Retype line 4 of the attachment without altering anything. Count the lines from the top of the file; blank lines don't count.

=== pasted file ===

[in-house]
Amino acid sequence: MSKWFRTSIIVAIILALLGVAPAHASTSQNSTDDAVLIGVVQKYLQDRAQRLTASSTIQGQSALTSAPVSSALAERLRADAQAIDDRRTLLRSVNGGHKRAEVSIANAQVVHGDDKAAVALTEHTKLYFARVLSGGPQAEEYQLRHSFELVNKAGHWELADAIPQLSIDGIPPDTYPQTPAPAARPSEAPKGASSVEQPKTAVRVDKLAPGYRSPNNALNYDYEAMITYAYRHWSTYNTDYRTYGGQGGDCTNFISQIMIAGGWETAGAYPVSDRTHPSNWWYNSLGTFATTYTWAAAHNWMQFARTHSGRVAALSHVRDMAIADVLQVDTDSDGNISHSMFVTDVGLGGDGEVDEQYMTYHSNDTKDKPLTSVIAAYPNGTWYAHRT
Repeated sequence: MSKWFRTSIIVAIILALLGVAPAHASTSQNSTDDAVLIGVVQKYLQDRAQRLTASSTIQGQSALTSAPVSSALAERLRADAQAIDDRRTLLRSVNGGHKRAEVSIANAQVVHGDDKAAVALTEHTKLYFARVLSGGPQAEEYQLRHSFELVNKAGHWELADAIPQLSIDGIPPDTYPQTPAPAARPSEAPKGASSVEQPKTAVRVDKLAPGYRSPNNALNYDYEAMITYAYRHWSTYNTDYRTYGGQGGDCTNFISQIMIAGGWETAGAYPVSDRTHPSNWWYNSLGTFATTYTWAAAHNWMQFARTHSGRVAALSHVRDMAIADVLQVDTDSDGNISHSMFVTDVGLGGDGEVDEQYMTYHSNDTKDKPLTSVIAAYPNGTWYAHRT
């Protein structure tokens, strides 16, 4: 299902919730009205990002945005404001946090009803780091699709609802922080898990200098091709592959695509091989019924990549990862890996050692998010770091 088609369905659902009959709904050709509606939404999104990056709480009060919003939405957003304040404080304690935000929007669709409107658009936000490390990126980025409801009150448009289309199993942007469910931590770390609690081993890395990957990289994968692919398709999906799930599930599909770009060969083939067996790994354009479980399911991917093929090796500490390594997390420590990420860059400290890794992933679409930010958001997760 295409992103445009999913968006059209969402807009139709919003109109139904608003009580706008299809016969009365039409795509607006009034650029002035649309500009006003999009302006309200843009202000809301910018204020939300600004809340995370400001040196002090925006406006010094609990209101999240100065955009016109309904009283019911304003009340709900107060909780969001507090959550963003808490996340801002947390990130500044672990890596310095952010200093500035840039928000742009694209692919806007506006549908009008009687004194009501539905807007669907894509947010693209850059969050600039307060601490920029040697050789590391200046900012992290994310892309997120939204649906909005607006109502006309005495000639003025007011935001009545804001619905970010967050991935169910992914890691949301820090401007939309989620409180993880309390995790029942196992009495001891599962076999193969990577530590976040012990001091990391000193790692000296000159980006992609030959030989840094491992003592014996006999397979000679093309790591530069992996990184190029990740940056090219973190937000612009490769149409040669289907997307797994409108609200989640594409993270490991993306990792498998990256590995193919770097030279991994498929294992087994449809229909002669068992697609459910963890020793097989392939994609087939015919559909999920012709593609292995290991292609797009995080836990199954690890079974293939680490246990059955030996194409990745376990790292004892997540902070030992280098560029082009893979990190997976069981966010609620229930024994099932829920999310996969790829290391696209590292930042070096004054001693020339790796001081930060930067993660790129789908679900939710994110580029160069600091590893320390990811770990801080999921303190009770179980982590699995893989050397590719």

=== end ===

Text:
């Protein structure tokens, strides 16, 4: 299902919730009205990002945005404001946090009803780091699709609802922080898990200098091709592959695509091989019924990549990862890996050692998010770091 088609369905659902009959709904050709509606939404999104990056709480009060919003939405957003304040404080304690935000929007669709409107658009936000490390990126980025409801009150448009289309199993942007469910931590770390609690081993890395990957990289994968692919398709999906799930599930599909770009060969083939067996790994354009479980399911991917093929090796500490390594997390420590990420860059400290890794992933679409930010958001997760 295409992103445009999913968006059209969402807009139709919003109109139904608003009580706008299809016969009365039409795509607006009034650029002035649309500009006003999009302006309200843009202000809301910018204020939300600004809340995370400001040196002090925006406006010094609990209101999240100065955009016109309904009283019911304003009340709900107060909780969001507090959550963003808490996340801002947390990130500044672990890596310095952010200093500035840039928000742009694209692919806007506006549908009008009687004194009501539905807007669907894509947010693209850059969050600039307060601490920029040697050789590391200046900012992290994310892309997120939204649906909005607006109502006309005495000639003025007011935001009545804001619905970010967050991935169910992914890691949301820090401007939309989620409180993880309390995790029942196992009495001891599962076999193969990577530590976040012990001091990391000193790692000296000159980006992609030959030989840094491992003592014996006999397979000679093309790591530069992996990184190029990740940056090219973190937000612009490769149409040669289907997307797994409108609200989640594409993270490991993306990792498998990256590995193919770097030279991994498929294992087994449809229909002669068992697609459910963890020793097989392939994609087939015919559909999920012709593609292995290991292609797009995080836990199954690890079974293939680490246990059955030996194409990745376990790292004892997540902070030992280098560029082009893979990190997976069981966010609620229930024994099932829920999310996969790829290391696209590292930042070096004054001693020339790796001081930060930067993660790129789908679900939710994110580029160069600091590893320390990811770990801080999921303190009770179980982590699995893989050397590719």